I Can't Very Well Start This Thing Without An Introduction, Can I? - America's Most Naive Bike Tourist Rides From MN to MA - CycleBlaze

I Can't Very Well Start This Thing Without An Introduction, Can I?

[This journal chronicles events that happened four years ago.  It was originally written in real time on a different famous website (Crazyguyonabike.com.)  I will be re-typing it here over the next couple of weeks, making Cycleblaze the THIRD site on which I've posted a journal, which, in my own mind, is a remarkably odd and meaningless achievement for a guy who has only been touring for a few years.  I'm doing this because I have a feeling that a word-for-word rewrite will be a great way for me to experience the trip all over again.  And here's the extra special Cycleblaze bonus:  There will be more pictures.  I used to think my words were descriptive enough, but now I know better.   With these preliminaries aside, let's move on to the actual introduction.]

Welcome to my second blog.  For those who don't know me, I am an average, moderately well-adjusted adult who has owned and ridden bicycles since grade school.  Over the years I've taken a few short bike tours, the first of which I didn't even know how to repair a flat tire.  Last year I took my first multi-week tour.  I was able to do this because I no longer had the inconvenient obstacle known as "a job."  I was lucky enough to be able to take an early retirement and one week later I began a solo, self-supported ride half-way across the U.S. from Seattle to my home in the Minneapolis-St. Paul metro area.   It was so much fun that I will be riding the other half of the country beginning in June.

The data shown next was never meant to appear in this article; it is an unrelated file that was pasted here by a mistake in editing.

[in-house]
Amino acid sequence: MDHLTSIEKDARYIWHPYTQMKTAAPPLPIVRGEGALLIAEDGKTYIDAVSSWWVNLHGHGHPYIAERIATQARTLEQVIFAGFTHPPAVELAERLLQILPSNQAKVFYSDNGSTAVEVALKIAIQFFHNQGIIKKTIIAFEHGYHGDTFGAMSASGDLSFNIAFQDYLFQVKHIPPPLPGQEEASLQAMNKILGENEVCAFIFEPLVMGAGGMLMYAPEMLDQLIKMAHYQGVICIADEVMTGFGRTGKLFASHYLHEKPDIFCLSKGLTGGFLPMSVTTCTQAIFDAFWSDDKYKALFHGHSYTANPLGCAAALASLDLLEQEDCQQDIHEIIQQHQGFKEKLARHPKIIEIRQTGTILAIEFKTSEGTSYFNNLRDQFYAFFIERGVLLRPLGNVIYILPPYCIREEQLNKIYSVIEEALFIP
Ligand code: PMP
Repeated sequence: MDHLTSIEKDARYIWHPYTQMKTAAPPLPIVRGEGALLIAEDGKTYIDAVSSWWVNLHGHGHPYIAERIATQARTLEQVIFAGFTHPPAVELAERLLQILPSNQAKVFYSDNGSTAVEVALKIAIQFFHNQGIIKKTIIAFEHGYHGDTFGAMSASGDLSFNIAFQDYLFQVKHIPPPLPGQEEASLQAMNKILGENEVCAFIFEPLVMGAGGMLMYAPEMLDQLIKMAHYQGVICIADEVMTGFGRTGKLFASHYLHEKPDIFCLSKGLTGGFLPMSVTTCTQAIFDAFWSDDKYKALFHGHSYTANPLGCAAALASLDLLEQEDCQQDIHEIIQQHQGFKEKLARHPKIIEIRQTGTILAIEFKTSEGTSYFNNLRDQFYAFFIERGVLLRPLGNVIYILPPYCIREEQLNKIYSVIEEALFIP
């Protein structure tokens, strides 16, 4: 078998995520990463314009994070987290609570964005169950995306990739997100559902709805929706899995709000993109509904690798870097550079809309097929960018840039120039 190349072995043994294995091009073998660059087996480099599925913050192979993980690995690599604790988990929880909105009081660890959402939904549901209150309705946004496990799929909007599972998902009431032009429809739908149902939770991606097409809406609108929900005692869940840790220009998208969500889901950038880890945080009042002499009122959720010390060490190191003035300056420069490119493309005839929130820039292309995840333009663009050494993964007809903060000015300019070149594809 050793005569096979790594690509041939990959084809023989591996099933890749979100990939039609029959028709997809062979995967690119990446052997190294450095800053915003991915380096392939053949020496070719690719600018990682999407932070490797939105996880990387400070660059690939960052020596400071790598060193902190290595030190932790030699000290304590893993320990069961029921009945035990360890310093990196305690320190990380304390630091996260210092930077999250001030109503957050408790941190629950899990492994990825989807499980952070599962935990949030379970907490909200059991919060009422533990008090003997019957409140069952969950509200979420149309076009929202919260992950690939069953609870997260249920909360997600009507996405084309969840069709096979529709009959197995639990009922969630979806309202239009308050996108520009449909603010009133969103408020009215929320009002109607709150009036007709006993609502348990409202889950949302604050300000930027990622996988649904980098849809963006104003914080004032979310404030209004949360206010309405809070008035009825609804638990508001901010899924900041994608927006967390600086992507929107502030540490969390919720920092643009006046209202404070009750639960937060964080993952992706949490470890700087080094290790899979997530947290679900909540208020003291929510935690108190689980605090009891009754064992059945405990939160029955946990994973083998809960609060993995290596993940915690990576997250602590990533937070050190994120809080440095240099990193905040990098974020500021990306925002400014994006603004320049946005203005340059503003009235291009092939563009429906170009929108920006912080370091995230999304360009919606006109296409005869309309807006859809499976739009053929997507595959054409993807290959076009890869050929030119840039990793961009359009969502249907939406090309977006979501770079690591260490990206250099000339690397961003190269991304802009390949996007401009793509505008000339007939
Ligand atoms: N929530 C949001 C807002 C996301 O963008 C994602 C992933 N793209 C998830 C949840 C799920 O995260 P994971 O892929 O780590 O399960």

When I started last year's trip, I had the self-satisfied--if mistaken--belief that I was one of very few people ever to attempt such a thing.  I definitely didn't personally KNOW any other bike tourists.  Hence, the naivete referred to in the title of this journal.   I think now I'm a little less naïve than I was last year, but it's very likely that more examples of my remaining naivete will be revealed over the course of this trip.

If you continue to read this journal (and I hope you do) please don't expect to be educated or enlightened.  I don't have a geological, philosophical, theological, anthropological, psychological, sociological or historical bone in my body--or brain cell in my head.  For example, there are some people who can be riding alongside the Grand Canyon and they might casually comment, "There's a good example of the transition zone between Coconino sandstone and the red hermit shale of the Supai Group."  I see the same thing and say, "Hey, that cliff over there is awesome!"

Some riders might announce suddenly, "Look, a field of columbine--AKA, Aquilegia Vulgaris."  I would say something like, "Ooooh, pretty flowers!"

Similarly, a cyclist might ride into, say, Boston, and speak knowledgeably and eloquently about the Boston Tea Party, the Battle of Bunker Hill, and the first continental congress, whereas I would more than likely look up and say, "Cool buildings!"  You could say I am the Gilligan of the bike world.

So what have I got to offer to the readers of this website about a summertime ride, mostly following the relatively safe Northern Tier route, that has not been documented over and over again?  I'm  not sure I can even answer my own question.  One thing for sure is that I will not be a slave to the Northern Tier.  I have several off-route excursions planned.  And I will do my best to avoid writing long descriptions of road conditions and of the food I eat and complaining about headwinds.  Also, I promise not to take myself or my trip too seriously.  To me, a bike tour is just fun.  Nothing more and nothing less.  In short, this tour has no other purpose than to ride my bike, be outdoors, see some new things, and enjoy some new experiences.  Fun!

And this journal simply fulfills some kind of inner need to share the ride with others.  By "others" I mean friends, relatives and people who are curious about naïve bike tourists.  It is nothing more than an insignificant piece of non-fiction in which I am the hero--what Hunter S. Thompson might have called a Gonzo Road Trip.  And long after nobody else cares, I can read about my journey and recall what a wonderful time that summer of 2014 was.

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